This article charts the career of U Dhammaloka, an Irish working-class sailor turned Buddhist monk, in the context of colonial Burma. Focusing on his popularity with the Burmese laity as a preacher and his conflicts with colonial authorities, it considers what scholars of Buddhism can learn from Dhammaloka's remarkable career. It argues that for all the challenges he mounted to the Christian missionaries, middle-class Buddhists and the colonial state alike, Dhammaloka poses an equal challenge to contemporary scholars, forcing us to (...)
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  43.  6
    The Author Replies.Alicia Hall - 2014 - Hastings Center Report 44 (6):4-4.
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  44.  36
    What the Navajo Culture Teaches About Informed Consent.Alicia Hall - 2002 - HEC Forum 14 (3):241-246.
  45.  18
    Moral Schemas and Business Practices: The Ethics of Guangzhou Migrant Marketers.Alicia S. M. Leung, Xiangyang Liu & Shanshi Liu - 2009 - Journal of Business Ethics 88 (S1):11 - 23.
    This article explores the ethics of migrant marketers in Guangzhou. Data were collected from 357 migrant marketers who lived in Guangzhou. A model of Ethical Action has been developed to test the antecedents and outcomes of the ethical decision-making process. It measured moral intention using four ethical scenarios. The results show that the egoistic schema had a positive effect on their intention to act unethically, while the legislative schema exerted a negative effect. The results confirm that moral intention was a (...)
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  46.  10
    Vida y narración: entre la filosofía y la literatura.Luciano Espinosa Rubio - 2010 - Isegoría 42:105-128.
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  47.  75
    Dynamics in Action: Intentional Behavior as a Complex System. [REVIEW]Muhammad Ali Khalidi & Alicia Juarrero - 2001 - Philosophical Review 110 (3):469.
    Action theory has given rise to some perplexing puzzles in the past half century. The most prominent one can be summarized as follows: What distinguishes intentional from unintentional acts? Thanks to the ingenuity of philosophers and their thought experiments, we know better than to assume that the difference lies in the mere presence of an intention, or in its causal efficacy in generating the action. The intention might be present and may also cause the intended behavior, yet the behavior may (...)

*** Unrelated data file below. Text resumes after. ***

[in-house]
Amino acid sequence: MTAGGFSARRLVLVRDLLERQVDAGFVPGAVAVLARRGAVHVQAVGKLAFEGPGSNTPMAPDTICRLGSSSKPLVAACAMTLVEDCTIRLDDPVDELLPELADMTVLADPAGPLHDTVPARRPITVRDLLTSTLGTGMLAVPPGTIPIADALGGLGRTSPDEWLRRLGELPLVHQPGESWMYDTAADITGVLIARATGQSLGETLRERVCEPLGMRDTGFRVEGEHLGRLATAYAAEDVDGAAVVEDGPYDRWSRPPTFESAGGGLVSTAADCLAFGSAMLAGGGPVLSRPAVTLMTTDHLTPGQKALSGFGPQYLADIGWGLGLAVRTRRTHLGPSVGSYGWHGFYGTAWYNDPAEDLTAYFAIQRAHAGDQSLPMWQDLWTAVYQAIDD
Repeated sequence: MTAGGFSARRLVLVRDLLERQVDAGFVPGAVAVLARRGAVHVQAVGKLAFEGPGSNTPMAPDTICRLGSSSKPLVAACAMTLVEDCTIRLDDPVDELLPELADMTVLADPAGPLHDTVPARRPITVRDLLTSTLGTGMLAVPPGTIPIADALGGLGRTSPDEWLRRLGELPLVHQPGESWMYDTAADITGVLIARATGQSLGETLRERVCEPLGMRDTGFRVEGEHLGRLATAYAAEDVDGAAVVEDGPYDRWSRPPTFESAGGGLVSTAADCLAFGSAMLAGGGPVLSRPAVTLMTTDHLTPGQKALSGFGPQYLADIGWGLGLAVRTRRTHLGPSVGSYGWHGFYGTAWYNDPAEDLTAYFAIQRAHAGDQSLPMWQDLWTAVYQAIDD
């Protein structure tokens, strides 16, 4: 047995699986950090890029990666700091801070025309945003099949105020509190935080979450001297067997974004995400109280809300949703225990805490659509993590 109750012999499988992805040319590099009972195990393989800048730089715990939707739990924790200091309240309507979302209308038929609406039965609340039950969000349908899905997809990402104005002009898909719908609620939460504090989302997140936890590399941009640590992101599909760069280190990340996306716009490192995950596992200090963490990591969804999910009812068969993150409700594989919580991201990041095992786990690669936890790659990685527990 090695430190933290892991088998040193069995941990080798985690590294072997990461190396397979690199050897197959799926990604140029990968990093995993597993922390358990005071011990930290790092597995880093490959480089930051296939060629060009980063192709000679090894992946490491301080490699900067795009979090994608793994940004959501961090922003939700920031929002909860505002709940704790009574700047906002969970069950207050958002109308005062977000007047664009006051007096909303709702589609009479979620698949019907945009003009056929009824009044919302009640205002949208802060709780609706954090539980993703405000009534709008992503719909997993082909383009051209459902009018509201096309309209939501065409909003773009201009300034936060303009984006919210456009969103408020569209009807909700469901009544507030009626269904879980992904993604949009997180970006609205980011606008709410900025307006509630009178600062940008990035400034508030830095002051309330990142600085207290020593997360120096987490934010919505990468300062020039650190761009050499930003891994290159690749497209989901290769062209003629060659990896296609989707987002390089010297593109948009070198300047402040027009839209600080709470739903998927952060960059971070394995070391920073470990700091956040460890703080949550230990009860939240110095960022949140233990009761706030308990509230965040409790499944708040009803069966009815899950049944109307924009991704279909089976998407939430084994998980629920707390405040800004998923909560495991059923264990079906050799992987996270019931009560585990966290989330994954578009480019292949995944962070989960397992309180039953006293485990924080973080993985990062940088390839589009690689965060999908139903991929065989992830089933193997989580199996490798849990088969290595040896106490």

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  48.  25
    Eyes Wide Open: Surgery to Westernize the Eyes of an Asian Child.Alicia Ouellette - 2009 - Hastings Center Report 39 (1):15-18.
  49.  53
    Occupational Distress in Nursing: A Psychoanalytic Reading of the Literature.Alicia M. Evans, David A. Pereira & Judith M. Parker - 2008 - Nursing Philosophy 9 (3):195-204.
    Abstract Occupational stress in nursing has attracted considerable attention as a focus for research and as a consequence multiple objects of nurses' stress, or 'stressors', have been identified. This paper puts into question the dominant conceptual and methodological approach to occupational stress in nursing research by both foregrounding the notion of anxiety and juxtaposing it with the notion of 'stress'. It is argued that the notion of 'stress' and the domination of the questionnaire have produced a narrow reading of the (...)
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  50. Normative Theory and Psychological Research: Hedonism, Eudaimonism and Why It Matters.Valerie Tiberius & Alicia Hall - 2010 - Journal of Positive Psychology 5 (3):212-225..
    This paper is a contribution to the debate about eudaimonism started by Kashdan, Biswas-Diener, King, and Waterman in a previous issue of The Journal of Positive Psychology. We point out that one thing that is missing from this debate is an understanding of the problems with subjective theories of well-being that motivate a turn to objective theories. A better understanding of the rationale for objective theories helps us to see what is needed from a theory of well-being. We then argue (...)